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HEALTHY TRAVELER

Easy measures can keep fear of germs from becoming toxic

March 07, 2004|Kathleen Doheny | Healthy Traveler

Some people have a healthy fear of germs, and then there are the neurotics for whom every doorknob, airplane pillow and hotel towel poses a health hazard.

Here's a reality check on some common concerns:

•  Restroom doorknobs: Some travelers are adamant about not touching a restroom door or doorknob when they leave, anxious that others have not washed their hands.

That's not as neurotic as some might think, says Dr. Peter Galier, chief of staff at Santa Monica-UCLA Medical Center.

"Many bacteria, and especially many viruses, can live for quite a while on surfaces," he says. "They can survive for hours or even days. And the more moist the surface is, the longer they can."

Chances are that the traveler before you didn't wash his hands, says Dr. David Dassey, deputy chief of acute communicable disease control for the Los Angeles County Department of Health Services. A study in the April 2003 American Journal of Infection Control showed that 37 of 100 female college students didn't wash their hands after using the restroom.

The danger, of course, is that dirty hands can leave bacteria, and if you touch a dirty surface with your hands and then wipe your nose or eyes, you may infect yourself, Galier says.

He and Dassey agree that opening doors with a paper towel may ward off colds and other infections.

•  Toilet seats: Though some public toilets look disgusting, it's "kind of hard to catch anything," Galier says.

For the unconvinced, there are devices such as Uri-Mate, a disposable funnel for women. A package of eight sells for $6.85 from Magellan's, (800) 962-4943, http://www.magellans.com . The WC Toilet Set, $5.95 from Magellan's, has 10 seat covers, 12 tissues and a pre-moistened towelette.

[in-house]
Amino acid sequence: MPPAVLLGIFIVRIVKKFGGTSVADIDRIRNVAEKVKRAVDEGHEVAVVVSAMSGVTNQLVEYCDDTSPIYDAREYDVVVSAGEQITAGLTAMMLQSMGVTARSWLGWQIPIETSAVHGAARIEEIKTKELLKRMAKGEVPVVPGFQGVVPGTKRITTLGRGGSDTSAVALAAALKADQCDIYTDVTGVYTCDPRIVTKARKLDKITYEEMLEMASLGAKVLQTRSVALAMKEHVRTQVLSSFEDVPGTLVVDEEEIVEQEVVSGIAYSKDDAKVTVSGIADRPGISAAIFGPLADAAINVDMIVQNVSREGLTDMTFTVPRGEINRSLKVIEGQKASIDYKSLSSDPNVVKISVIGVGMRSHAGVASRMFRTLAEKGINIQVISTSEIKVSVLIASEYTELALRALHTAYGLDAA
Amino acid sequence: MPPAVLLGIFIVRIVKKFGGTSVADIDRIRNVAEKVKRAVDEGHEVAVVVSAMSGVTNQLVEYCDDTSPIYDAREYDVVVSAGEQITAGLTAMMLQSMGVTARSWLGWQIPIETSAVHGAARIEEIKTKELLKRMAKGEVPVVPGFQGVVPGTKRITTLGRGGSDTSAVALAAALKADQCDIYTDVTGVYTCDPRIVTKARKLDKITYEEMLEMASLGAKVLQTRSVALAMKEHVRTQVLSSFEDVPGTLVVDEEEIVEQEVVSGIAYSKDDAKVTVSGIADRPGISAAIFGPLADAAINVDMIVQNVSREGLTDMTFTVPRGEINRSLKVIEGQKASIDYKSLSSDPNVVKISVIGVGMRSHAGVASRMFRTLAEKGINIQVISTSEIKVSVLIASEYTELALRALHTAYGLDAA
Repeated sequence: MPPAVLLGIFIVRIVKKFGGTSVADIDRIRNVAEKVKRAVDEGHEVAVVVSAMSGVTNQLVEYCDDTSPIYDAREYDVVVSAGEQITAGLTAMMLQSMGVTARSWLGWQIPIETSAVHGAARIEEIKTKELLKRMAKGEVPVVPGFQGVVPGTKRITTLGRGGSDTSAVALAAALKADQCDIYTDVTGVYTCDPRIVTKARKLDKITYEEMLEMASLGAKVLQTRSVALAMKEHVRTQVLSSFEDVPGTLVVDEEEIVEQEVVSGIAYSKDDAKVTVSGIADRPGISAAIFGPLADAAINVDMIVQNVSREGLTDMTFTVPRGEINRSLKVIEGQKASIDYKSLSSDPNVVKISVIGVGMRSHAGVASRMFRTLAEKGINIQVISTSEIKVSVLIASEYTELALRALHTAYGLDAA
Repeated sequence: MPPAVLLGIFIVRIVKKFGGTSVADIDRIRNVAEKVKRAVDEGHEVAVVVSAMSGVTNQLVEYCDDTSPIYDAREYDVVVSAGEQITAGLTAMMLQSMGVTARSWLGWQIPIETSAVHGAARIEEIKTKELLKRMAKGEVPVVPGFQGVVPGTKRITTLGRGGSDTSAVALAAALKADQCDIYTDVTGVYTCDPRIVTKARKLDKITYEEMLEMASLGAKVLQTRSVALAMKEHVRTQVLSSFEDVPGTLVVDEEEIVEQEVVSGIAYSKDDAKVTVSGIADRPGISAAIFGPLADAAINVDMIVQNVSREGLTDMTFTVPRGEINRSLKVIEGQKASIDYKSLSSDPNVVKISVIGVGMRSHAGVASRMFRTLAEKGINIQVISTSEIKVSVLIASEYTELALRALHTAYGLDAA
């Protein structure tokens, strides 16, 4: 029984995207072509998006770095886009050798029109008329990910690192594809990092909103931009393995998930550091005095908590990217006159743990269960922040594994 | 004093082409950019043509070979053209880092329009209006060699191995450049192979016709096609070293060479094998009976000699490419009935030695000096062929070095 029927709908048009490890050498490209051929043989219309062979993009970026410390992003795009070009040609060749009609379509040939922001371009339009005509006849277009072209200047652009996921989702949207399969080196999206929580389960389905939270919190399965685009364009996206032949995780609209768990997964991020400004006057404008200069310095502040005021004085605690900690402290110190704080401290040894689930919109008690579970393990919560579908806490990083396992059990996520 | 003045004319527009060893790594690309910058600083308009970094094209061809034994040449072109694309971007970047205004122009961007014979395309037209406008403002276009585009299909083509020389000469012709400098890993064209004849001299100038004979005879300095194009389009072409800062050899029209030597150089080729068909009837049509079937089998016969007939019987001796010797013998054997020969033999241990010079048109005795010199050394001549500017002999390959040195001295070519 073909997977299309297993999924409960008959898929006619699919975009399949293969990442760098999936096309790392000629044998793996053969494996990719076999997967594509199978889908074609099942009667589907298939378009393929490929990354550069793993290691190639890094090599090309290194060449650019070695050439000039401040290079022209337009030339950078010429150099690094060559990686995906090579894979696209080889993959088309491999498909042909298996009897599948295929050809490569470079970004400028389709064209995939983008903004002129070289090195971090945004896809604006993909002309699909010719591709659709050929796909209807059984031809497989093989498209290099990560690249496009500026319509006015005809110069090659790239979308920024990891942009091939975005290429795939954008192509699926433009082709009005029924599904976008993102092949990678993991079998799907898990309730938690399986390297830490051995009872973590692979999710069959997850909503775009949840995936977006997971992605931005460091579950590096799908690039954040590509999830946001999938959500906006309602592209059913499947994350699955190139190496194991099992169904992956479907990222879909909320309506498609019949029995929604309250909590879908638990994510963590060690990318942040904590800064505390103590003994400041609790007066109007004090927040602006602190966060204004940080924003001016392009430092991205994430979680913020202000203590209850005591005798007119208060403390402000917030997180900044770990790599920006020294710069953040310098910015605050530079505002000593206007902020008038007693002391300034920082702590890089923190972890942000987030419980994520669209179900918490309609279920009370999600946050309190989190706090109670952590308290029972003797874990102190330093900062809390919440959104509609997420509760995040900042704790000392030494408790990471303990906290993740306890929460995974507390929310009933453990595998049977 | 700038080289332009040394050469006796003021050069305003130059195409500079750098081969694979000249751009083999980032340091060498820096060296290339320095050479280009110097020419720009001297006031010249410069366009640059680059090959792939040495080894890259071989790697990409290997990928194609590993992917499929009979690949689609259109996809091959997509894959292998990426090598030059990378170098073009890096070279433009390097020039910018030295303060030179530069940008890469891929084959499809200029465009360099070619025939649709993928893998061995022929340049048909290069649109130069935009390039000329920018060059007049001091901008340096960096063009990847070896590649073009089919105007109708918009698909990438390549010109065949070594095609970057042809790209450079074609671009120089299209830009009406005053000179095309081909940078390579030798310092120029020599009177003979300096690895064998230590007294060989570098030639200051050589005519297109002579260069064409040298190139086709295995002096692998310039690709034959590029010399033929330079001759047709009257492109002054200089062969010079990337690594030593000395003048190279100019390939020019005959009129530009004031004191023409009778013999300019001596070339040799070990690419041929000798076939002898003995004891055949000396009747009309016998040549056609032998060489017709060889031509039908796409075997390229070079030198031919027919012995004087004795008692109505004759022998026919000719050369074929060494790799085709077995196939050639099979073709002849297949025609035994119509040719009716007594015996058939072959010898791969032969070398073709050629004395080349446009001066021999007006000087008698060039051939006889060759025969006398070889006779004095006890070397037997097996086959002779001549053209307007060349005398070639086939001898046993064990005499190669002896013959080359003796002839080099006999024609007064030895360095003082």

•  Airplane pillows and blankets: Catching a bug is unlikely, Galier says, unless a previous user had a runny nose or sneezed into the pillow. Even then, you probably would have to use the pillow within several hours to become infected.

Still wary? Options include the Pocket Pillow, a flannel case that can be stuffed with extra clothes and used as a pillow, or folded up to pocket size when not in use. It's $8 at Distant Lands travel store in Pasadena, (800) 310-3220, http://www.distantlands.com .

•  The hotel towel: "If it's been laundered, even if it's still stained, there's not much you can catch," Galier says. Skeptical travelers can try Aquis towels, made of a microfiber that will be dry by packing time. At Distant Lands, prices for the towel range from $8 to $28 depending on the size.

The best defense against germs, however, doesn't cost a thing.

"Hand washing is the best way you can stay healthy," Galier says.

He also suggests waterless hand sanitizers, available in drugstores. A pocket-size packet costs less than $1.

What if you are not fanatical about germs but are traveling with someone who is? Take along a little perspective, suggests Elaine Rodino, a clinical psychologist in Santa Monica who objects to the term "germ-phobe."

"We are not really talking about phobias, which are irrational fears," she says, adding that fears about germs are rational but sometimes are taken to an extreme level.

"If you are traveling with someone who chooses to open the doorknobs with a tissue or bring their own sleeve for the airline pillow," she says, "let the person have his little peculiarities."


Healthy Traveler appears every other week. Kathleen Doheny can be reached at kathleen doheny@earthlink.net.

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